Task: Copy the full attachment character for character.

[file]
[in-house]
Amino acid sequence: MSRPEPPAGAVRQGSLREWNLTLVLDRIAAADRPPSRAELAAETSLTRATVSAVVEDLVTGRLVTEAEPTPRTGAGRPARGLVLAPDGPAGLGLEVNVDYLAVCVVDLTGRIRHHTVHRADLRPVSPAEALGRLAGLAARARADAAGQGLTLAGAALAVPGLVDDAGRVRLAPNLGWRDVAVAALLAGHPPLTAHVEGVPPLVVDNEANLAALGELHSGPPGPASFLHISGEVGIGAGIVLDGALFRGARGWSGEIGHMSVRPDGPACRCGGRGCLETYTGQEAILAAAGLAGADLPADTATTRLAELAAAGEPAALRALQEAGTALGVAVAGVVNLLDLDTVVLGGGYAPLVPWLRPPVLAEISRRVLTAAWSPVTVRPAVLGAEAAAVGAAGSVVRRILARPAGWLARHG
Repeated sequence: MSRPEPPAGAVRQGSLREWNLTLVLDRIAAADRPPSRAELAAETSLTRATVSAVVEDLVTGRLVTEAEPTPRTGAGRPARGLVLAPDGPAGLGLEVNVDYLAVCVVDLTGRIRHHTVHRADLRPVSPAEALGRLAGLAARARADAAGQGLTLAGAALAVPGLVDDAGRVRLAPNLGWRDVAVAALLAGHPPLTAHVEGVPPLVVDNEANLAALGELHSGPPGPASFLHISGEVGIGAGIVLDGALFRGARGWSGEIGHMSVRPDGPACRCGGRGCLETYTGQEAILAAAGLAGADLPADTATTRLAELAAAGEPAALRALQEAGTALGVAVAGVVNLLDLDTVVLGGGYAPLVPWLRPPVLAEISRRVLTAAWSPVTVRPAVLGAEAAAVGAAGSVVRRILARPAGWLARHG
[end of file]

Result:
[in-house]
Amino acid sequence: MSRPEPPAGAVRQGSLREWNLTLVLDRIAAADRPPSRAELAAETSLTRATVSAVVEDLVTGRLVTEAEPTPRTGAGRPARGLVLAPDGPAGLGLEVNVDYLAVCVVDLTGRIRHHTVHRADLRPVSPAEALGRLAGLAARARADAAGQGLTLAGAALAVPGLVDDAGRVRLAPNLGWRDVAVAALLAGHPPLTAHVEGVPPLVVDNEANLAALGELHSGPPGPASFLHISGEVGIGAGIVLDGALFRGARGWSGEIGHMSVRPDGPACRCGGRGCLETYTGQEAILAAAGLAGADLPADTATTRLAELAAAGEPAALRALQEAGTALGVAVAGVVNLLDLDTVVLGGGYAPLVPWLRPPVLAEISRRVLTAAWSPVTVRPAVLGAEAAAVGAAGSVVRRILARPAGWLARHG
Repeated sequence: MSRPEPPAGAVRQGSLREWNLTLVLDRIAAADRPPSRAELAAETSLTRATVSAVVEDLVTGRLVTEAEPTPRTGAGRPARGLVLAPDGPAGLGLEVNVDYLAVCVVDLTGRIRHHTVHRADLRPVSPAEALGRLAGLAARARADAAGQGLTLAGAALAVPGLVDDAGRVRLAPNLGWRDVAVAALLAGHPPLTAHVEGVPPLVVDNEANLAALGELHSGPPGPASFLHISGEVGIGAGIVLDGALFRGARGWSGEIGHMSVRPDGPACRCGGRGCLETYTGQEAILAAAGLAGADLPADTATTRLAELAAAGEPAALRALQEAGTALGVAVAGVVNLLDLDTVVLGGGYAPLVPWLRPPVLAEISRRVLTAAWSPVTVRPAVLGAEAAAVGAAGSVVRRILARPAGWLARHG